Lost Daughter: Songs on the Myth of Persephone (2020/2021)

Soprano, Flute, Viola, Harp

Texts by Oscar Wilde, Rita Dove, Edna St. Vincent Millay, Alfred Lord Tennyson, and Louise Glück

Total duration ca. 29'

Five movement work

I. Requiescat (text by Oscar Wilde)

II. Persephone, Falling (text by Rita Dove)

III. Prayer to Persephone (text by Edna St. Vincent Millay)

IV. Demeter & (text by Alfred, Lord Tennyson, edited and arranged by Peter Dayton)

V. Persephone, the Wanderer (text by Louise Glück)

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Peter Dayton Music (ASCAP) for: $15

This song cycle was composed at the request of the marvelous Hong Kong-based soprano Jessica Ng, whom I met in 2019. We considered multiple ideas for a collaboration based upon themes of family dynamics for more than a year before decision emerged to create songs based upon Persephone myth as a meditation on grief and maternal love. The first four movements of the work explore different aspects of Demeter’s experience of loss with the final movement using Louise Glück’s more forensic, analytical approach to the myth as a kind of coda. Oscar Wilde’s Requiescat, composed to mourn the death of his sister when she was still a child, illustrates a wintry visit to a gravesite, reminiscing on a loved one lost. Rita Dove’s Persephone, Falling relives the tragedy of Persephone’s abduction as a cautionary tale, creating meaning out of the senselessness of loss. Edna St. Vincent Millay’s Prayer to Persephone is a kind of bargaining scene, in which Demeter projects her own lost motherhood onto Persephone and the child she will have with Hades. Demeter & (a text which I created by deleting words from Alfred Lord Tennyson’s poem Demeter and Persephone to create a new poem) gives voice to Demeter’s rage in her loss and the externalization of her own world crumbling around Persephone’s absence. Louise Glück’s Persephone the Wanderer telescopes back out from the first-person presentation of these poems through Demeter’s voice and addresses the myth of Persephone as a text, as a myth, as an examination of tragedy from outside the lens of those it directly touches. In addition to this work’s dedication to Jessica Ng, I owe my deepest gratitude to Amy Nam and to Garrett Groesbeck for their consultation on harp idioms in the composition of this piece. I hope that, in a time of catastrophic loss, this work can serve a purpose in processing our individual and collective experience.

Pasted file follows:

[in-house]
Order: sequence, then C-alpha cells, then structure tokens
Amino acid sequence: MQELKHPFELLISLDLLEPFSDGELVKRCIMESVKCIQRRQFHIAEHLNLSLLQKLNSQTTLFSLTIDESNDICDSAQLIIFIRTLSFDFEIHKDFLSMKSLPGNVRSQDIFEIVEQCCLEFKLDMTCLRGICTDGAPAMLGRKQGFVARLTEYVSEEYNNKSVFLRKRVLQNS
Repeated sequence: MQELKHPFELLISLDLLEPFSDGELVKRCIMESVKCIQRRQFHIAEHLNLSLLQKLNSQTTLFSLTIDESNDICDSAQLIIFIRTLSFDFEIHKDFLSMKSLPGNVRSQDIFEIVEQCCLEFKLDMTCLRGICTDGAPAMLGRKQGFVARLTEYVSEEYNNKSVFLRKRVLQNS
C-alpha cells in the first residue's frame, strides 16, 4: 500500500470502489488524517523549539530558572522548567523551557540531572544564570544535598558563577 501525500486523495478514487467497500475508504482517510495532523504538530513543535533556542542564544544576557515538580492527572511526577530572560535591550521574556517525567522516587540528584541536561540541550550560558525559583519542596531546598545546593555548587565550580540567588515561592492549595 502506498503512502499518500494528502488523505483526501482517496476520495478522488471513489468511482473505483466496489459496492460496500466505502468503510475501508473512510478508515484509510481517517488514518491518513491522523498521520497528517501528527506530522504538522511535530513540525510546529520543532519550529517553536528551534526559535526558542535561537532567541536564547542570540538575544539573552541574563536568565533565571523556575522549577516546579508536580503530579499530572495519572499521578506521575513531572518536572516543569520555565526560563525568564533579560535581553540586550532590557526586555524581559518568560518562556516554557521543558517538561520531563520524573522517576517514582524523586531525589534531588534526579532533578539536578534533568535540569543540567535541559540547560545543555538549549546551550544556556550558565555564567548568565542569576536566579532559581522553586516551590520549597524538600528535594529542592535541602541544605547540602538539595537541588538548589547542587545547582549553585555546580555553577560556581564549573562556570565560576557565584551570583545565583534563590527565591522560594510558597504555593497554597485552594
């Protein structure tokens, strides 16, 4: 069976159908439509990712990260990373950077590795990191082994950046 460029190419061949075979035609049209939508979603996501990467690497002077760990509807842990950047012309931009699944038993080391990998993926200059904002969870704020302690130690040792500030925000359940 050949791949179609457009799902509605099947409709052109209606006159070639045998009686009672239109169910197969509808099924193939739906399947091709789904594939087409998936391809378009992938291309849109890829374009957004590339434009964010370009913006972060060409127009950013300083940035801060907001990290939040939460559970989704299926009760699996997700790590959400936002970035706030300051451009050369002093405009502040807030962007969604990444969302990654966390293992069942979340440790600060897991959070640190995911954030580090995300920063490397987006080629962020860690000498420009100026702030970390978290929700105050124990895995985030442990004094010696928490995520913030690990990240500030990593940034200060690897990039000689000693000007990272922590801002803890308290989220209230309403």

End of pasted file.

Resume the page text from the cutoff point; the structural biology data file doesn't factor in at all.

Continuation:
The final movement can be performed without narration, if so, it should be presented in programs/liner notes as “Meditation on Louise Glück’s Persephone the Wanderer.”

  • Requiescat from “Poems” (1881) by Oscar Wilde. This poem is in the Public Domain.

  • Persephone, Falling from “Mother Love,” W.W. Norton, New York, Ó 1995 by Rita Dove. Used by Permission of the Author.

  • Hymn to Persephone from “Second April” (1921) by Edna St. Vincent Millay. This poem is in the Public Domain.

  • Demeter and Persephone from “Demeter, and Other Poems” by Alfred Lord Tennyson (1889). This poem is in the Public Domain. Text adapted and arranged by Peter Dayton,

  • Persephone, the Wanderer” by Louise Glück. Copyright 2006 by Louise Glück, used by permission of The Wylie Agency LLC.